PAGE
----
An Association of Financial Professionals (AFP) survey on payment fraud shows 80 percent of organizations experienced attempted or actual payment fraud in 202. Payment fraud remains at that high level, having jumped up in 2015 to 73 percent of organizations and subsequently rising further.
What are the targets? Checks are targeted at 75 percent of organizations, followed by wire transfer (40 percent of organizations), commercial credit card (34 percent), ACH Debit (33 percent), and ACH Credit (22 percent). As the AFP report states, “ACH payment methods appear to be of interest to fraudsters.”
Business email compromise or “BEC” has boomed, the study says. It is the first year that BEC has taken the lead spot among the sources of payment fraud. Fraudsters are becoming more sophisticated in their BEC technique.
The National Automated Clearing House Association’s (NACHA) Michael Heard, SVP ACH Network Administration, points out that checks “not only have the highest level of reported fraud, but also an increasing rate of fraud during a period when check use has dropped substantially.” At the same time, he says, “The report also shows that fraud rates remained nearly flat for ACH during a period when the use of ACH is increasing robustly.”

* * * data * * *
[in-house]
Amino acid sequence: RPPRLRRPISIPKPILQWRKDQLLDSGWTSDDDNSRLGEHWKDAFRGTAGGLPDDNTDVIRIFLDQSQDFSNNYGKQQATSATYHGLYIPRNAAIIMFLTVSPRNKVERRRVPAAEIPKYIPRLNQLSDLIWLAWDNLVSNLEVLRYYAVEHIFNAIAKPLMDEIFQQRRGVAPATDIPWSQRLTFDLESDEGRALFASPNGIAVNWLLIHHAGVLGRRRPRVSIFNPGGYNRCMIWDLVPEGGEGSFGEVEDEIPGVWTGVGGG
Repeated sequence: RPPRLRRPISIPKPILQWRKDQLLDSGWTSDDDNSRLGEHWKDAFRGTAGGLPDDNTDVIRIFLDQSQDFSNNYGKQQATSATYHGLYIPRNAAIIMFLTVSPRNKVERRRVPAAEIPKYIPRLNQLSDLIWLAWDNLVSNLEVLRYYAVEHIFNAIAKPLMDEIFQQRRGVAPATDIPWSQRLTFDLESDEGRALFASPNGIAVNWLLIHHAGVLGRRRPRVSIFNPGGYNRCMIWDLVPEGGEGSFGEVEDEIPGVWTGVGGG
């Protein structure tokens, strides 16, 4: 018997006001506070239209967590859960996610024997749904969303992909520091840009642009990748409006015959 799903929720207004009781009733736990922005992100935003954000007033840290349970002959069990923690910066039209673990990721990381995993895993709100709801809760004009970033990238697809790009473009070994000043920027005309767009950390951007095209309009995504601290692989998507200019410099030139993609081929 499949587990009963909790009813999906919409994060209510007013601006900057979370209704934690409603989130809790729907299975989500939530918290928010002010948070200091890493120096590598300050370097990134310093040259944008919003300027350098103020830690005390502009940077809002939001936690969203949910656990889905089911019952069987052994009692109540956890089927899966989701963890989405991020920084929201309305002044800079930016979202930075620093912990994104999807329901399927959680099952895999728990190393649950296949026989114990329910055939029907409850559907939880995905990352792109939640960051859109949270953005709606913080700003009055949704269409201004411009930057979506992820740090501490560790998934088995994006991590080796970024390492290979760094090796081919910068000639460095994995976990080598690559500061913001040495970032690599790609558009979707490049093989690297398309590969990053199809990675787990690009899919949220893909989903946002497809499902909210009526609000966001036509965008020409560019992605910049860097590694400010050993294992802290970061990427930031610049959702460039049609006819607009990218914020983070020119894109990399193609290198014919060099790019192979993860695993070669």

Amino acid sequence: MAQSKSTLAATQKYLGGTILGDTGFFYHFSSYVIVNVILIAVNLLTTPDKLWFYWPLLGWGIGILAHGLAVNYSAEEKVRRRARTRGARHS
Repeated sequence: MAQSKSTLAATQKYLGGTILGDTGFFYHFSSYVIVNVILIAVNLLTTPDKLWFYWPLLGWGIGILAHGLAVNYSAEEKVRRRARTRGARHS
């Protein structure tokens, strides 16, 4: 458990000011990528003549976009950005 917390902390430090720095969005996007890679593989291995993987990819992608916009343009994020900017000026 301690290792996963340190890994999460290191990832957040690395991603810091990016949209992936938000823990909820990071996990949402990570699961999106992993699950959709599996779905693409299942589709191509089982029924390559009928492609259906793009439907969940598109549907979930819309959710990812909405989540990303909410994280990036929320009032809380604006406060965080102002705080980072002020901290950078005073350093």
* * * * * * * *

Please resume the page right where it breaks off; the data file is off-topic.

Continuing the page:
That’s the good news for ACH payments. The bad news is that a flat rate is not the same as a flat total number and even if it was, if you were in that number, you still got attacked and maybe stung.
Same day ACH, together with an increase in the use of ACH for business payments over the last several years, has made ACH a more attractive target. Remember why Willie Sutton robbed banks: “That’s where the money is.”
Frank McKenna is co-founder of PointPredictive and writer of the blog FrankonFraud.com. He says, “Hackers and fraudsters have learned that infiltrating and taking over corporate and business accounts is extremely lucrative. Business and corporate deposit accounts can result in multi-million-dollar fraud schemes while personal accounts may only net the fraudsters a few thousand dollars.”
Financial Operations Networks (FON) conducted a survey looking at ACH in the context of vendor information management. One of the findings is that 71 percent of organizations collect vendor bank account information via email. What is significant about that? It is not a secure way to collect sensitive financial information. “Business email compromise has become a favorite tool of fraud perpetrators,” says FON CEO Phil Binkow.
There are two problems with using email. One is that a fraudster could intercept the vendor’s email and alter the account information, leading to a misdirection of payments. The other is that a fraudster could capture the vendor’s account information, whether in transit or through a data breach of your server, then rob the vendor’s account. (As vendors become more aware of the risks, expect them to balk at sending ACH information this way.)
These possibilities point to the critical importance of controls such as account validation processes and the use of ACH debit blocks. But they also point to the need to transmit account information securely, not through email.
So, while companies are focused on operating in the new safe ways from a health standpoint, payment fraud continues to be a threat. Companies must not drop their guard but must sustain the processes and procedural controls to address fraud.